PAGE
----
How to Create Your Own Stock

How to Create
Your Own Stock

Immediate Release - September 2019

Our Good Food Ireland chefs know how valuable a good homemade stock is for adding intense flavour to soups, sauces, stews and casseroles. Be it meat, fish or vegetable stock, this cookery essential is packed with goodness and flavour.

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Making stock is the first basic skill taught to any apprentice chef. It’s a lifelong skill and one he or she will carry with them forever as they progress through their career. In a professional kitchen, making stock can go from having a big pot bubbling away on the stove once or twice a week, to a fully plumbed in a large stockpot which will be in continual use day in day out, making many gallons of stock at a time. It really depends on the size of the kitchen and the requirements of the menu. At home, it makes sense to make a batch of stock in one go, which can then be portioned and frozen for later use. For all-round uses, good stocks to make at home include chicken or flavourful vegetable stock.

 

GOOD STOCK MEANS HOMEMADE GOODNESS

Making stock means you know exactly what’s in your stock. It’s also very valuable nutritionally. Stock making captures all the nutrients and vitamins in the raw ingredients! 

MAKING YOUR OWN STOCKS

There are several types of stock you can make, depending on your requirements. Each follows a similar method. Once you’ve made your stock, it needs to be stored quickly and safely.

How to store stock:

Homemade stock will need to be cooled and refrigerated as soon as possible after it’s ready. It will last a few days in the fridge. Cover it to prevent cross-contamination between food items. When you need it, bring it to a rapid boil for a couple of minutes to thoroughly heat through before use.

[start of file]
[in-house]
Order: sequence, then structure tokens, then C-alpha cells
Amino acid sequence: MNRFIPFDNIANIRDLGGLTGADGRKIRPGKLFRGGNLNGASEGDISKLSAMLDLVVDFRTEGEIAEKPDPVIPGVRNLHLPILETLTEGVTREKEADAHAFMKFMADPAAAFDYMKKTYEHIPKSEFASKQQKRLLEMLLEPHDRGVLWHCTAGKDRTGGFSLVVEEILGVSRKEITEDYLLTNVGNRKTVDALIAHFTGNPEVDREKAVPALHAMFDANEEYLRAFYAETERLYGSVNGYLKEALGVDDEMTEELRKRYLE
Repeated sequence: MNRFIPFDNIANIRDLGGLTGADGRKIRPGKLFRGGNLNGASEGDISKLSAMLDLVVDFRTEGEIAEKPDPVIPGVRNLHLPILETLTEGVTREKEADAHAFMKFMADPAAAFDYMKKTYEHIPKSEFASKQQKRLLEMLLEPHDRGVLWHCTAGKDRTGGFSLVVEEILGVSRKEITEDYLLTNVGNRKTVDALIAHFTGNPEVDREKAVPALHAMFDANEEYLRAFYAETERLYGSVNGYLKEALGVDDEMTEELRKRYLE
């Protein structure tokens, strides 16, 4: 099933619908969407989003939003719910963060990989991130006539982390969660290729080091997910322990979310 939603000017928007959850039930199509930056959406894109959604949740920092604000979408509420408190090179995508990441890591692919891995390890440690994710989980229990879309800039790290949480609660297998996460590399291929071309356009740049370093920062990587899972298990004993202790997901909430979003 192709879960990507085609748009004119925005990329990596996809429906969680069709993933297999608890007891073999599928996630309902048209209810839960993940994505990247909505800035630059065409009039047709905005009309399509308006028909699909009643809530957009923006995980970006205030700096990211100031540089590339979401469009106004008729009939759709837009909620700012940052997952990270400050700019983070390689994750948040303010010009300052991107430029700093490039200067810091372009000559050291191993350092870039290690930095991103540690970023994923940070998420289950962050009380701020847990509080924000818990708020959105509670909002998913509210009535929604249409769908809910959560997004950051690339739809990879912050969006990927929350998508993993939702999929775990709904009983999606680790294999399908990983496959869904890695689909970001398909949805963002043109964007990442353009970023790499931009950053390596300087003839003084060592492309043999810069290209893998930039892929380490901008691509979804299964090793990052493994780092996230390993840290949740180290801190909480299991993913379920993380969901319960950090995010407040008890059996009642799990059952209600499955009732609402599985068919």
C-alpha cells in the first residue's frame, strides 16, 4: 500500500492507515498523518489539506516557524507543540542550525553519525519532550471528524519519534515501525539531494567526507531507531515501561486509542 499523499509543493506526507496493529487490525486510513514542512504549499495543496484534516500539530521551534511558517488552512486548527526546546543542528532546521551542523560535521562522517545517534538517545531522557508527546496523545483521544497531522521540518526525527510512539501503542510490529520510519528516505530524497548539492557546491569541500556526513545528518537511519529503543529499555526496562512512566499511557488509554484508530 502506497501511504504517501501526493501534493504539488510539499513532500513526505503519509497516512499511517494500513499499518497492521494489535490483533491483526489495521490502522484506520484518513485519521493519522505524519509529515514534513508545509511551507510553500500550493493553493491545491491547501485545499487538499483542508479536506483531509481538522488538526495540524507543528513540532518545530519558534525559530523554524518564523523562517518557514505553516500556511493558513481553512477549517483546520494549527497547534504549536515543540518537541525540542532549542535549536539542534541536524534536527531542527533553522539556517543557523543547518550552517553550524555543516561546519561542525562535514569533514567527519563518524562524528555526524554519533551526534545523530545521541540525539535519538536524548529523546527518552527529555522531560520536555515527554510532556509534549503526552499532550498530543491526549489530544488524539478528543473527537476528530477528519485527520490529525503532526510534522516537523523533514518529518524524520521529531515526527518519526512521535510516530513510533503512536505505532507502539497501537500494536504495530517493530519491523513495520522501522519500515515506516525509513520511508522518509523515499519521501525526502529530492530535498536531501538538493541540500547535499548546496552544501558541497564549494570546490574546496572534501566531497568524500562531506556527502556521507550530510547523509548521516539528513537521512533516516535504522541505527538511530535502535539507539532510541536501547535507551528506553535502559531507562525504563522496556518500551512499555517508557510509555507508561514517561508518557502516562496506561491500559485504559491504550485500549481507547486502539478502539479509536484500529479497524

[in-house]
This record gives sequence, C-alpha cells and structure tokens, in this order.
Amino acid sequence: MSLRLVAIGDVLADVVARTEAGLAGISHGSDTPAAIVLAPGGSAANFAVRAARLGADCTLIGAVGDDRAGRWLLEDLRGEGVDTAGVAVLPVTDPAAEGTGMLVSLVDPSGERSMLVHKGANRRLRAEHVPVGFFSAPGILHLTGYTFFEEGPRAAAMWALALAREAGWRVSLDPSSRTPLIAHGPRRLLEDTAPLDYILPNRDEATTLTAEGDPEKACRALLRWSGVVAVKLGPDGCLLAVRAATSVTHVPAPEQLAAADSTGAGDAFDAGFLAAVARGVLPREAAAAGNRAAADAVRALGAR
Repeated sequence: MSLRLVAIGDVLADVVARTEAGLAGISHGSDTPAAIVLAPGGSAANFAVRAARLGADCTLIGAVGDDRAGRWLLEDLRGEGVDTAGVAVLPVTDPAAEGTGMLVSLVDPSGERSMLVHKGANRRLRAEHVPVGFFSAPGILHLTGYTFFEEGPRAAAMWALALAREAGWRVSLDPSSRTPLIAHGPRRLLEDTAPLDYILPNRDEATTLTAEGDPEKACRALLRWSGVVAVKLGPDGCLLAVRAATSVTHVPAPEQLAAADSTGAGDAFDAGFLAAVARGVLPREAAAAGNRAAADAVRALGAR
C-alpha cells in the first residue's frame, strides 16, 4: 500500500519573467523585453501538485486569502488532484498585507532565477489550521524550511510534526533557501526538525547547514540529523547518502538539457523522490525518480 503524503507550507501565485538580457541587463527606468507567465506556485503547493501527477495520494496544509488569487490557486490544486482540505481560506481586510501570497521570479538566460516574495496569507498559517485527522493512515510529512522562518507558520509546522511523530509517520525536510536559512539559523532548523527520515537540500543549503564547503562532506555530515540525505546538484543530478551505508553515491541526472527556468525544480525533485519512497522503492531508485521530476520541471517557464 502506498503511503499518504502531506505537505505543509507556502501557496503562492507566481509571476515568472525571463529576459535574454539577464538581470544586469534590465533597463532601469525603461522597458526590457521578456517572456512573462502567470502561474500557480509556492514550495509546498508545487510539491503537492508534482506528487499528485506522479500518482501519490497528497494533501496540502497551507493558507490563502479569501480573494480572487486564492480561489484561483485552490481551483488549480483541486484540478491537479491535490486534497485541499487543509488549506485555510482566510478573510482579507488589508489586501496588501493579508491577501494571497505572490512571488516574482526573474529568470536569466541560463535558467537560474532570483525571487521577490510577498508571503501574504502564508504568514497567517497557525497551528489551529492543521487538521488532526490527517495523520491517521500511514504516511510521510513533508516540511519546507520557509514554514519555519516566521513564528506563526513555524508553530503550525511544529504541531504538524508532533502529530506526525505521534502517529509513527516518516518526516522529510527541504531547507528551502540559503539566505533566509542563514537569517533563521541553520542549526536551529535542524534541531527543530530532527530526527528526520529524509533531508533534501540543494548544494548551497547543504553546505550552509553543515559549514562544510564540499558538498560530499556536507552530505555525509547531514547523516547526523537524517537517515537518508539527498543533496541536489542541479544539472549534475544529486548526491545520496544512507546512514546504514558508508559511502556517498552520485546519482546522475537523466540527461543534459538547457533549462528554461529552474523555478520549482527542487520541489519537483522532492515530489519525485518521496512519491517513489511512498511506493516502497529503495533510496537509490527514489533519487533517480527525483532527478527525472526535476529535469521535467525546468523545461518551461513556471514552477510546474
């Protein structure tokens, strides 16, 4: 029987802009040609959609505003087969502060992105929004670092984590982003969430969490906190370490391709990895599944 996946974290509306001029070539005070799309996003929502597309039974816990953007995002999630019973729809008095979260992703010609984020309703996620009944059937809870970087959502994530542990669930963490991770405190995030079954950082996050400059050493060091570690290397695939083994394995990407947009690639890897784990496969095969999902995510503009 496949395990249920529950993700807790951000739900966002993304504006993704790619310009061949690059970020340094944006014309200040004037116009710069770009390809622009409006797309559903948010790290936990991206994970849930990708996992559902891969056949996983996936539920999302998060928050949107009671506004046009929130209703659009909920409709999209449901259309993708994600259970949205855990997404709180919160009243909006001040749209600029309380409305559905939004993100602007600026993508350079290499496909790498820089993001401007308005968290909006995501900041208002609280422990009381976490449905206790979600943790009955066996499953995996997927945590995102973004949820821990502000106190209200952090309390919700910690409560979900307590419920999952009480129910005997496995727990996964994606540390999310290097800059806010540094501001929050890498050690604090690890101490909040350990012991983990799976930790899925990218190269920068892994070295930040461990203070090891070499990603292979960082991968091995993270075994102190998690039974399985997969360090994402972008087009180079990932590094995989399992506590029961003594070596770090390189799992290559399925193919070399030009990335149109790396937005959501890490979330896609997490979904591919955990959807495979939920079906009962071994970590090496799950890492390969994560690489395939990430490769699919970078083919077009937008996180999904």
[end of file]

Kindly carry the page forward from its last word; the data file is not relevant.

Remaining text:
For longer-term storage, it’s best to portion your stock and freeze it. Divide into usable portions from 150mls to 300mls, so you can defrost as much or as little as you need for the recipe you are making. Don’t forget to label so you know how much is in each portion! Another good trick is to freeze the stock in ice cube trays. An ice cube or two of good homemade stock boosts the flavour of pan gravies for any dish.

 

Chicken Stock

You can make chicken stock from the carcass of a roast chicken or from fresh chicken bones. If you are using a carcass, your stock will take on a mildly ‘roast chicken’ flavour, which can add its own personality to chicken stews, casseroles and sauces.

For a lighter chicken stock for soups, it’s probably best to use fresh bones and/or perhaps a couple of cheap chicken legs, which will add to the taste without making it too intense. We highly recommend free-range chicken even for making stock, because it combines humane and natural production methods with good flavour to the meat.

 

Chicken Stock Method:

Heat a little oil in a deep saucepan and gently saute some chopped onion, carrot, leek and celery. You don’t want to colour these vegetables, just have them beginning to soften. So keep the heat low. Add the chicken legs or bones and stir around to mix with the veggies. Add a fresh bouquet of Garni and a few black peppercorns. Add cold water to generously cover the bones – roughly about 1kg of bones will need 2.5 litres of water.